I wish I didn’t feel as conflicted as I do about “Trigger: Gender As a Tool and a Weapon,” the New Museum’s scattershot, building-filling group show about “gender beyond the binary.” There is plenty to admire in the show, organized by Johanna Burton, including new artists worth celebrating and the greater political cause: to cry havoc at the rising tides of hatred and sketch out the new landscape of identity-driven, gender-politics-inflected art. But “Trigger” does not ultimately deliver on that promise, mostly because it fails to showcase new forms of disruptive radicalism. For an exhibition about things “blurred,” “trans,” and not “normative,” “Trigger” is laden with art that too neatly fits into totally known and familiar lineages, namely post-conceptualism of the 1960s and 1970s. The result is that — much as I wished the show could be — “Trigger” cannot be rightly called a new Transavantgarde (after the explosive 1980s Italian art movement).
But it does have some very good and interesting work in it. There are at least a half-dozen artists in the show using fabric, collage, embroidery, and other malleable materials to make art out of bits and pieces so that “Trigger” exhibits a strong subset of artists who indulge a fabulous Proustian drive to devour materials and processes in minutiae — including Ellen Lesperance’s reversal of this process using super-close-up pictures of knitted fabrics to make geometric drawings. Tschabalala Self, 27, makes black personages — I imagine some as randy gods — out of paint and fabric, sewn and collaged into portraits that have the visage of some black Baroque Artemisia Gentileschi. Self’s more material works echo a promising crop of other young painters of color who are doing similar crackling things more painterly, including recent MacArthur winner Njideka Akunyili Crosby, Toyin Ojih Odutola (whose current Whitney project sizzles), Louis Fratino, Alex Chaves, Nina Chanel Abney, and Amy Sherald, who was all but unknown when she was rightfully picked to paint Michelle Obama’s official portrait. Meanwhile, back at “Trigger,” Leidy Churchman’s hot-pink New Dawn Marsden Hartley Soutine combines Marsden Hartley’s brawny 1940 masterpiece Madawaska—Acadian Light-Heavy and Soutine’s flaming color. Christina Quarles makes a splash here with tightly composed, kaleidoscopically colored figurative painting. Ditto Vaginal Davis with her fetishistic friezelike portrait fragments painted in neon nail lacquer. Justin Vivian Bond’s self-portraits and wall-papered mise-en-scene exude love and pathos. I covet both of the Sadie Benning wood cutout paintings here.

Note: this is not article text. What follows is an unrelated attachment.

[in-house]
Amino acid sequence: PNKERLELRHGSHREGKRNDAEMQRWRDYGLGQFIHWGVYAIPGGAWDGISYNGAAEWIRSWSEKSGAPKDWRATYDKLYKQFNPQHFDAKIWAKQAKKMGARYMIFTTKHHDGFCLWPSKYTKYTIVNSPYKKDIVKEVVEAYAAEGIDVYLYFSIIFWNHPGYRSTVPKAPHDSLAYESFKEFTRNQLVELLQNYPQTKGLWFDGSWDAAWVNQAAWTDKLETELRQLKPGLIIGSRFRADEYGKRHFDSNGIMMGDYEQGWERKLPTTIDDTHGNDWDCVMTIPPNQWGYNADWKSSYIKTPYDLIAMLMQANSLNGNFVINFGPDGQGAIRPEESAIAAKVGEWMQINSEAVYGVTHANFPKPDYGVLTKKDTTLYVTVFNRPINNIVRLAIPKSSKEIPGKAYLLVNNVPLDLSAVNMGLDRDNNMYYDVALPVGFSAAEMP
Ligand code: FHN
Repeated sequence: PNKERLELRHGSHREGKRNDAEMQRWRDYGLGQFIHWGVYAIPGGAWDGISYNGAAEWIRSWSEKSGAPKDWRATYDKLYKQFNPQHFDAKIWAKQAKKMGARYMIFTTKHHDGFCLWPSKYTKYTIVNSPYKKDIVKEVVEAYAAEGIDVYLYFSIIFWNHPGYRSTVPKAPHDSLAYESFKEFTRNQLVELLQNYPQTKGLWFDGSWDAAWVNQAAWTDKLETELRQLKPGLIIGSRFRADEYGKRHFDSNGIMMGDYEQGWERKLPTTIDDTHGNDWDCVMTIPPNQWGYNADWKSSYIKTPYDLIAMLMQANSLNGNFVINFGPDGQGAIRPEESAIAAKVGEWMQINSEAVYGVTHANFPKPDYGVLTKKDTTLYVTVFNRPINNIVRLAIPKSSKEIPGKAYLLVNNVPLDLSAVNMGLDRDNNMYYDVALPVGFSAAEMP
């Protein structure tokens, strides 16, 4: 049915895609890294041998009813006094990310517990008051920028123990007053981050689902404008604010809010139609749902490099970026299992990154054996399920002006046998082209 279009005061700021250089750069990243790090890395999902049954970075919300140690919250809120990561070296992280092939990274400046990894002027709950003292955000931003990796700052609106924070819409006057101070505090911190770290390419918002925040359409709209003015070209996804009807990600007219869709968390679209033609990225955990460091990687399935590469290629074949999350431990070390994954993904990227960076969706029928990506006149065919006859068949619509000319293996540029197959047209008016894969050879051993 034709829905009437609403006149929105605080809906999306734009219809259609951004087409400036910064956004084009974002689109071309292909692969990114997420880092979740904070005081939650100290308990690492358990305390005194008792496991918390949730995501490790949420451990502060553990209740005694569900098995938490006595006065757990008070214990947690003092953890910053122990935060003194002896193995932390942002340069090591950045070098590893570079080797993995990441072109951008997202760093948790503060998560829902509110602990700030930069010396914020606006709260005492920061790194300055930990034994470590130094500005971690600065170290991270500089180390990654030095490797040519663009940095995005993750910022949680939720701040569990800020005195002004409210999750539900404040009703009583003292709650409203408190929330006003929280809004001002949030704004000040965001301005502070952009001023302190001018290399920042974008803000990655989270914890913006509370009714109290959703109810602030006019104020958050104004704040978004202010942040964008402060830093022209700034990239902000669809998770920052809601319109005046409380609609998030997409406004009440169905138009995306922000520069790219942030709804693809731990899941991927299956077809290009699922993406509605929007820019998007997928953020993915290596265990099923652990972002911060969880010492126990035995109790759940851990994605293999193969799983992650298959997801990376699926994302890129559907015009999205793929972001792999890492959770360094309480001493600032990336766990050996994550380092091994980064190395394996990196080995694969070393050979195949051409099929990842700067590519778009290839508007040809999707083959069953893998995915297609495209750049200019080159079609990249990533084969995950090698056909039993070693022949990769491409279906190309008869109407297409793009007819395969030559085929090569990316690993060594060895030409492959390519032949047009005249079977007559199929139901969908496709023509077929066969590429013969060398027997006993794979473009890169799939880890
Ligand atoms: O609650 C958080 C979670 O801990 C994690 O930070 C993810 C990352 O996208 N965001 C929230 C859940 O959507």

On the gnarlier sculptural side of the tracks there’s Nayland Blake, resourceful and intellectually ornery when he needs to be, who calls his life-size bear-bison a “fursona … an avatar in the furry community.” The beaded remakes of Zulu masks of Curtis Talwst Santiago and the porny self-portraits of Paul Mpagi Sepuya strike sparks. (Almost everything I’ve seen by both of these emerging multi-styled artists has caught my eye.) The lecture video by Gregg Bordowitz perfectly combines poetry and pedagogy. If you missed Simone Leigh’s Afrofuturist performance at the opening, find it online.